Sunday, August 9, 2009

Warning: This Post May Cause You To Quit Tournament Poker Forever

Making the Wrong Play at the Right Time

Like everyone else who plays tournament poker, I study, learn, play and work to get better. I talk to other players, who feel they are really good players. I happen to think that they are right--they are really good players. Unfortunately, really good players are not winning players.

Cover of Cover of Loser

Let me write that again...really good players are not winning players.

All these really good players have one thing in common--they blame bad luck, bad cards, and bad players making bad plays.

Heck, when I was at the bar in the Rio at the WSOP with all those losing poker players, all they could talk about was how unlucky they got, a bad beat, blah, blah, blah.

I have been fortunate to watch a few poker players in the Bay Area who won here and went on to win major events. And even today, I witness one of two locals who win more than their fair share of events and who I believe have the potential to win a major.

What do you think these winning players have in common?

a) They know the math of the game and the percentages better than everyone.
b) They know how to play their opponents better than everyone.
c) They just know more about the game than everyone.
d) All of the above

d--of course!

Got'cha! Wrong, wrong, wrong and wrong!

What all these players have in common is that they make the wrong play at the right time. That's right. They make plays that are totally wrong, but they end up being right, due to their sucking out.


It is early in the event. I am on the cutoff. Everyone folds to me. The blinds are $50-$100 and I have $4,000 in chips. I find A-9 suited and raise to $300. The button calls and the big blind calls.

The flop is A-10-4 rainbow. The big blind checks. I bet $600 into the $950 pot. The button folds. The big blind who has $4,500, check raises me to $1,800. What should I do?

I know this player and he knows me. (Yes, he is one of those locals who wins way too often than chance.) He knows I will make a c-bet in that situation about 99% of the time. And I know he will play thinking that if he check-raise me here and I have nothing, I will be forced to fold. So...I move all-in.

Now my opponent goes into the tank. Uh-oh. I am thinking he has top pair with a bigger kicker, or he thinks I moved-in here knowing that he would check-raise me playing my cards. Finally he calls my bet risking most of his chips.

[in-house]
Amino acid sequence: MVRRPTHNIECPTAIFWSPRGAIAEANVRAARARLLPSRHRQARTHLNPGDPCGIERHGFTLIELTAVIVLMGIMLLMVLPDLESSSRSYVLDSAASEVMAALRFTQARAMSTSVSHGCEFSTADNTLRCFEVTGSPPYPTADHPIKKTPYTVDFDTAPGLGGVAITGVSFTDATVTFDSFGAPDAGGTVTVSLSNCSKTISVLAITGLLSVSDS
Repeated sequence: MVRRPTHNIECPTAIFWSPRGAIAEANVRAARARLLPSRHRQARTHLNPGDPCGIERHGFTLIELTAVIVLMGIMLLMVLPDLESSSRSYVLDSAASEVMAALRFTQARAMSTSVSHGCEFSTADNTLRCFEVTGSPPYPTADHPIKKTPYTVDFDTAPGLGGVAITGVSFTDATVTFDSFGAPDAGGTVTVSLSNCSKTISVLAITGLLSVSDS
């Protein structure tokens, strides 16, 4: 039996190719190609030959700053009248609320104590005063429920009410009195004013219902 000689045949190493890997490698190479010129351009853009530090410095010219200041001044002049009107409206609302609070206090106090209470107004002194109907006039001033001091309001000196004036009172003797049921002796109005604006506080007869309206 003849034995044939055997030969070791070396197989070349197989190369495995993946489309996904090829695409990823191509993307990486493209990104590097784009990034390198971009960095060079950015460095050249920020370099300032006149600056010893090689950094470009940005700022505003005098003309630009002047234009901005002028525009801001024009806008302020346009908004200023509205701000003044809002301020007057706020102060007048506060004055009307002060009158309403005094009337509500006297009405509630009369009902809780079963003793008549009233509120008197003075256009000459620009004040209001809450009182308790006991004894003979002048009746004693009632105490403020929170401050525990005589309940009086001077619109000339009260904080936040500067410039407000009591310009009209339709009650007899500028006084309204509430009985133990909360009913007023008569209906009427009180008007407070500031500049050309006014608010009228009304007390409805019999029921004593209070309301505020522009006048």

What hand does he reveal?

Ok...think about it. Keep thinking.

Got a guess yet?

K-Q. Huh?

He has nothing but a four outer. I am amazed and pleased with his crazy play, that is, until a Jack hits the turn...and for good measure another Jack hits the river.

Where are my car keys? That was a fun 25 minutes of poker.

Don't Play Stupid!

I am not suggesting you play stupid. But what I am suggesting is that you look at tournament poker as an event where you need to make the wrong play at the right time to win. If you don't believe me, check out how often Phil Ivey sucked out here on his way to the final table of the WSOP. No--I'm not saying Phil is just lucky. He is a great player (maybe the best player) and he wins due to his skill and his luck.

The next 10 times you play a tournament, push the action more than you have before. Don't play the game like you are playing smart poker. Think about making more aggressive plays that make you uncomfortable. You won't be playing by the book. You may feel that the play will require you to suck out. But, so what, your goal is to accumulate as many chips as possible as fast as possible.


Another event, another $225 at risk. We are about one hour into the game and I am in the big blind. A very tight player raises my $200 big blind to $650. Everyone folds to me. I have about $5,000. He has about $7,500.

I find 8-9 hearts. I call.

The flop is 10-7-4 rainbow...without any hearts. I am fairly certain my opponent has either a big hand like A-K or A-Q, or a premium pair from pocket Jacks to Aces.

Normally, in this situation, I would check and see how much he bets. From that bet and his actions at the table, I would either fold, call or check raise. Pretty standard stuff. And, I could bet into him and slow him down with a blocking bet.

Instead, I do something stupid. I move all-in. Hey, so what, if he has pocket Aces. I am making the wrong play at the right time. What happens?

He insta-calls with pocket Kings.

I get up out my chair.

A Jack hits the turn, and yep, for good measure a Jack hits the river. I'm a genius, my opponent views me as a jackass.


I really do believe that the level of play among the better players at your local casino is fairly close. What separates the players that win, from those who cash or lose, is that they are willing to push the action. They are looking to accumulate chips as fast as possible so they can threaten their opponents--like you--with elimination if you play a hand against them.

All the top winning tournament players appear to hold a common objective: to accumulate as many chips as possible as fast as possible. If that means making the wrong play...hey, so what, someone has to be responsible for putting all those bad beats on you.

One win is worth more than a dozen cashes. These super aggressive players play to win or lose. They will make the wrong play at the right time because it's not about survival poker. They play to win or to go home.

Think about it. If you are not winning, maybe it's time to change your game. Don't give up what you learned. Just embrace the risk of the game like never before.

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